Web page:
Authors: Anne Bishop
itting cross-legged in the middle of the bed’s sagging, lumpy mattress, Lyrra brushed her dark red hair and studied the small room she was sharing with Aiden. At least it was clean. The floor was swept, the sparse furniture dusted and polished. And the tavern owner’s wife had proudly claimed that she always put fresh sheets on the bed, even if a guest spent only one night.
Despite the mattress, this room was luxurious compared with the one they’d been in two weeks ago. There, a bold little mouse had run across her foot while she was washing herself in the chipped basin that was as close to a bath as that particular tavern offered. Her shriek had woken Aiden from a sound sleep, lifting him out of bed in a tangle of covers. At least he’d landed on the bed — mostly — and didn’t hit his face on the floor.
He wrote a song about it that made men roar with laughter and women give her sympathetic smiles. The wretch.
A burst of male laughter rose from the tavern below.
Lyrra wrinkled her nose, then smiled. Aiden must have reached the point in the evening’s entertainment where he was singing a few of the bawdy songs he knew. And the Bard knew plenty of them.
But there were some bawdy songs he didn’t sing anymore. Whenever someone asked for one of those songs, he’d say he didn’t know it. Which was a lie, of course. Aiden was the Fae Lord of Song. It was part of his particular gift of being
Bard that he knew the words of every song, could play any tune he’d heard.
She could guess when he’d stopped singing the more …blatant …songs about men and women because of the one song he
sing at every tavern or inn they stopped at for food and lodging.
“I gave her kindness, courtesy, respect, and loyalty,” Lyrra sang softly. “I strung them on the strands of love. ‘These are the jewels for me. These are the jewels for me.’”
The song was called “Love’s Jewels.” The Fae had called it “The Lover’s Lament,” and most still did. But Aiden now sang it with the extra verses he’d learned last summer. Learned from a young witch who had tilted their understanding of the world and had left some of them scrambling to set things right again.
That hadn’t been Ari’s fault. She hadn’t asked for the Fae to intrude in her life. But they had, and in doing so learned more than they had bargained for.
Sighing, Lyrra set her brush on the wobbly table beside the bed. She closed her eyes and sat quietly for a moment. If she reached out with her gift, if she let it drift through this small village and the surrounding farms until it touched an open, willing heart, what would that person receive from the Muse tonight? A poem, a play, a story? It could be any of those things. But it would be a poem, a play, a story about sorrow and regrets. These people already seemed to have their share of that. When Aiden had sung his song that was a warning against the Black coats, she’d seen the way the men’s faces had turned grim — and she’d seen the tears, and the fear, in the women’s eyes. This place hadn’t been touched by the Inquisitors, but villages just to the east of here had suffered. After that, she and Aiden had kept the songs and stories funny or romantic, things that would lift the spirit or nurture the heart.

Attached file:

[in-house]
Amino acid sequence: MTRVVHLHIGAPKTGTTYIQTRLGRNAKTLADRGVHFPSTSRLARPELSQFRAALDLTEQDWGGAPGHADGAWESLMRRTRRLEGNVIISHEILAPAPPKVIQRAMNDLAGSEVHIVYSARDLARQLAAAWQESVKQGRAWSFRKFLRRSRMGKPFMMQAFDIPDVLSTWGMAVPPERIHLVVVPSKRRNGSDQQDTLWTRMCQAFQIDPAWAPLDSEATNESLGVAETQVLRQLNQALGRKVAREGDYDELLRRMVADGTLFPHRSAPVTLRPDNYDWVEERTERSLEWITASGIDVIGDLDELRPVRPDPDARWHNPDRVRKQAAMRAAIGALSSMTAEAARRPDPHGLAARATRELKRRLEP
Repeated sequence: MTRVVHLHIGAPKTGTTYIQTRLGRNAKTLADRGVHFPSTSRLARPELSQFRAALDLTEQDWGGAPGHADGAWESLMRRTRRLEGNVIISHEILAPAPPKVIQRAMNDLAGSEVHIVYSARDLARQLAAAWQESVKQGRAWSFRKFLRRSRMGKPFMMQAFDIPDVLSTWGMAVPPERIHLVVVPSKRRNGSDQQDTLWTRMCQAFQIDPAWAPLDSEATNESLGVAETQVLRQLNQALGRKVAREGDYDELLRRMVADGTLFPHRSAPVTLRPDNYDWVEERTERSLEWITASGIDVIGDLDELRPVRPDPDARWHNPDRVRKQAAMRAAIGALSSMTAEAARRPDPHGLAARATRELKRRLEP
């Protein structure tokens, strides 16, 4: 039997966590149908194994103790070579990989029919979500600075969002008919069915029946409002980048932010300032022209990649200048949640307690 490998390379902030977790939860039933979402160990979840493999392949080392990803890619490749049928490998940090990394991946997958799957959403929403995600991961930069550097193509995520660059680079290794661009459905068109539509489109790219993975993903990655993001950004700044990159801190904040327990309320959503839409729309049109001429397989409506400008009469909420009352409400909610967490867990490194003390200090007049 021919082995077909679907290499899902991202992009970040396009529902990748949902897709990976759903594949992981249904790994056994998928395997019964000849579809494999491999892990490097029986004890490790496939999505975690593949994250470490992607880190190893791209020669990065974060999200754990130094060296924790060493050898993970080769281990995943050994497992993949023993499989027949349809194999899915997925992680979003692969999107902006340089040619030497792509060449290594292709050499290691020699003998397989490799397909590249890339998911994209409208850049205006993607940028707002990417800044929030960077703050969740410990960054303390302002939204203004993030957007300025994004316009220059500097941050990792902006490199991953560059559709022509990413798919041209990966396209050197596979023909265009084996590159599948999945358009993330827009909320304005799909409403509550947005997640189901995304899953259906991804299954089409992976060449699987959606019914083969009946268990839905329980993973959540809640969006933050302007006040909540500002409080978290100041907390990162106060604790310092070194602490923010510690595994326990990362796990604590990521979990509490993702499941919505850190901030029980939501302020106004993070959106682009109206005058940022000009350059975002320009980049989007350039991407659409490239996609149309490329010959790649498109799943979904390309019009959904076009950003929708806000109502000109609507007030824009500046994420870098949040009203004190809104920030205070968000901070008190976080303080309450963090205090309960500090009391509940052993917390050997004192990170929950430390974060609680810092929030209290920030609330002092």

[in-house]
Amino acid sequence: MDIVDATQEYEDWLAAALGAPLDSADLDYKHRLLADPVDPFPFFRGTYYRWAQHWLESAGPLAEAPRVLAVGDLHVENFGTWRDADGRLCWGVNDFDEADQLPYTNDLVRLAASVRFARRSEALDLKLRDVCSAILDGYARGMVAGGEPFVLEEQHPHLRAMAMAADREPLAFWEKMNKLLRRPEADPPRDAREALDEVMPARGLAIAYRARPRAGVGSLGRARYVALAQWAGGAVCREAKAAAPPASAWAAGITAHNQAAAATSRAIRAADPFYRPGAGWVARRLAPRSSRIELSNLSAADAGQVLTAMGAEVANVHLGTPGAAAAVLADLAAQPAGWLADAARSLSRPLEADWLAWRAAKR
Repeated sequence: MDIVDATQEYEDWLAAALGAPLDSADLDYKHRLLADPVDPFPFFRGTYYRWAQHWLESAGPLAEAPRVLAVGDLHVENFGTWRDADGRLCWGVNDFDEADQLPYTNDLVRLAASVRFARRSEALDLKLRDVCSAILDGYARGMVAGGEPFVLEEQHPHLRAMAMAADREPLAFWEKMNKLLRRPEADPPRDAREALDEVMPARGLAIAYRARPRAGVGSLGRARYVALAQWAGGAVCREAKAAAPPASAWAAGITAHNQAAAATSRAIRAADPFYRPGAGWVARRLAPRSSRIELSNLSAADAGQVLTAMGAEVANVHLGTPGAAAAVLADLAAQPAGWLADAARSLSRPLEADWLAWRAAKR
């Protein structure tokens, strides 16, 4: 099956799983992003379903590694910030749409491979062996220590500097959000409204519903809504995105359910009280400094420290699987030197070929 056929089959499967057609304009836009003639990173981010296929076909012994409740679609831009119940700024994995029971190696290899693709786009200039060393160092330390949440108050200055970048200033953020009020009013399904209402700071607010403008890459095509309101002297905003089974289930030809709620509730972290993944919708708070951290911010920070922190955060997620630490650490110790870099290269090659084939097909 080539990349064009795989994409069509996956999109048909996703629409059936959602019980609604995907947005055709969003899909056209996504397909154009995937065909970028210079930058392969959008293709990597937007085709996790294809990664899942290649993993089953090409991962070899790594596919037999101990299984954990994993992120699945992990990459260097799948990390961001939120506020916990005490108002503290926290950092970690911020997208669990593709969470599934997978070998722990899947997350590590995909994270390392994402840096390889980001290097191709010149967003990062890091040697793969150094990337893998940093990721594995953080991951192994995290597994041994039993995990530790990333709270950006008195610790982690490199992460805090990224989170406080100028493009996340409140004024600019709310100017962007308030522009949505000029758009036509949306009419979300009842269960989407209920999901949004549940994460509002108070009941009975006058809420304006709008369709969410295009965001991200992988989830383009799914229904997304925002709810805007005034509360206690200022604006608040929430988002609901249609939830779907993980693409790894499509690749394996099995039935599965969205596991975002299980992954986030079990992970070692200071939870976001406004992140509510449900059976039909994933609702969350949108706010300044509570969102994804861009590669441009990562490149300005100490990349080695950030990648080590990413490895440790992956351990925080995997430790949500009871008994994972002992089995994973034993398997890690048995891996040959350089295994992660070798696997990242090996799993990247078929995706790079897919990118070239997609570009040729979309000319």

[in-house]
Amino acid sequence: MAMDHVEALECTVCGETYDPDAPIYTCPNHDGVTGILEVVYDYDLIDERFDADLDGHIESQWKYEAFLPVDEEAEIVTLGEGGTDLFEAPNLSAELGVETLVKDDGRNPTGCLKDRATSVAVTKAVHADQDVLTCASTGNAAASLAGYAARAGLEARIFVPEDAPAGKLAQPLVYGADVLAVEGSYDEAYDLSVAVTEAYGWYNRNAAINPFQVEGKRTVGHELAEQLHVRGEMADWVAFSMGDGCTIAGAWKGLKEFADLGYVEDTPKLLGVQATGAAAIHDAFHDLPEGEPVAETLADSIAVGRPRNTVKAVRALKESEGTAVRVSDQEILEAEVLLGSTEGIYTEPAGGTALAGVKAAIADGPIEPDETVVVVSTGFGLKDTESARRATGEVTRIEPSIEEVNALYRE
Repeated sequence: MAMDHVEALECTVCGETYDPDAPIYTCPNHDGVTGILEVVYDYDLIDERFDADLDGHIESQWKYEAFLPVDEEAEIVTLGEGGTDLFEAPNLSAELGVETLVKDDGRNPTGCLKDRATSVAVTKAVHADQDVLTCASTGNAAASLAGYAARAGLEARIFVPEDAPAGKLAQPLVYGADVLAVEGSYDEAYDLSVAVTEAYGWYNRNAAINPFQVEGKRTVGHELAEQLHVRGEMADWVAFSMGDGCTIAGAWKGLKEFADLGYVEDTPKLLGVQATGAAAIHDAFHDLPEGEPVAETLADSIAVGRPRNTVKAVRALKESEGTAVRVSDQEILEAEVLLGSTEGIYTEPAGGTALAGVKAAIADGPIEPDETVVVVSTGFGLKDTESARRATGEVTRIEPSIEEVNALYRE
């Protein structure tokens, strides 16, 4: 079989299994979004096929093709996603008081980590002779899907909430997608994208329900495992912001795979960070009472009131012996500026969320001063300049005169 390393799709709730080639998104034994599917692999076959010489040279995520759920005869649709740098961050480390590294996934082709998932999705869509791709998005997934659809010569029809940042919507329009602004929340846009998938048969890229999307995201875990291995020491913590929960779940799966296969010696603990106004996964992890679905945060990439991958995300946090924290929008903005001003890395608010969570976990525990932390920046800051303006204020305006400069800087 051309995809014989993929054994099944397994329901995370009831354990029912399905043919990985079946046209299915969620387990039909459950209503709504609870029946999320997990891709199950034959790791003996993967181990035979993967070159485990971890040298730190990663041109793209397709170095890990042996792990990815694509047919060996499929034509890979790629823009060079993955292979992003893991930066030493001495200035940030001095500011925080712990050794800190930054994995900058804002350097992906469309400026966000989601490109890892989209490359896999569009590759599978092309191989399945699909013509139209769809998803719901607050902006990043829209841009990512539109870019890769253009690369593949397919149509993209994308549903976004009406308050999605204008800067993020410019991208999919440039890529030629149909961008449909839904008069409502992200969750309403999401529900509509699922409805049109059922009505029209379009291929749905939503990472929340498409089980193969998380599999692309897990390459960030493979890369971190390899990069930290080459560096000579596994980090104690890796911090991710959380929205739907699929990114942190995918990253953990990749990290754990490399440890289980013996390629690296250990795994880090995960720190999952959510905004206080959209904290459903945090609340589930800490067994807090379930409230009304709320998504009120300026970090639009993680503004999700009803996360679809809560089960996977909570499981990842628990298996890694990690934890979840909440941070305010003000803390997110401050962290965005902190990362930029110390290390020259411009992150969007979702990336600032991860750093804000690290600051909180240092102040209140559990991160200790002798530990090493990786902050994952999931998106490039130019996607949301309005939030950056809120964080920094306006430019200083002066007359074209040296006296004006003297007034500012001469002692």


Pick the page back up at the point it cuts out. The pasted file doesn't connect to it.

Since nothing she could send tonight would lift the spirit, she kept her gift to herself. But withholding it made
her sad, and she wondered if a story filled with tears was better than no story at all.
She shook off the feeling when she heard the footsteps outside the room’s door. By the time the door opened, she’d worked on presenting a smile of greeting.
That smile faded when the black-haired, blue-eyed man stepped into the room. His harp case was slung over his shoulder by one of its straps. In his hands, he held a steaming mug and a small plate containing two slices of buttered bread and a piece of cake.
“I thought you might like a cup of tea and a bit of a nibble,” Aiden said, pushing the door closed with his foot before taking the couple of steps that brought him close enough to the bed to hand over his offering.
He looked tired, Lyrra thought as she accepted the cup and plate. Well, they were both tired, and she’d been traveling with him only for the past few weeks, ever since he’d come back to Brightwood to find out why she hadn’t met him as planned. But he’d been traveling since last summer, singing songs in the human villages to warn people about the Black Coats, the Inquisitors — and traveling up the shining roads to tell the Fae Clans that the witches who lived in the Old Places were the descendants of the House of Gaian, and their deaths by the Inquisitors’ hands were the reason pieces of Tir Alainn were disappearing. It was physically wearing to stay in the human world and travel from place to place day after day, singing the songs and telling the stories. It was emotionally wearing to pass through the Veil that separated the human world from Tir Alainn to visit the Fae Clans and see the stubborn faces and hear the dismissive remarks when she and Aiden tried to tell them the witches needed the Fae’s protection.
“Drink your tea while it’s still warm,” Aiden said. He bolted the door, then crossed the small room to carefully set his harp beside the table and two chairs placed beneath
the window. He undressed with his back to her, leaving his shirt on until he got into bed beside her and was covered below the waist.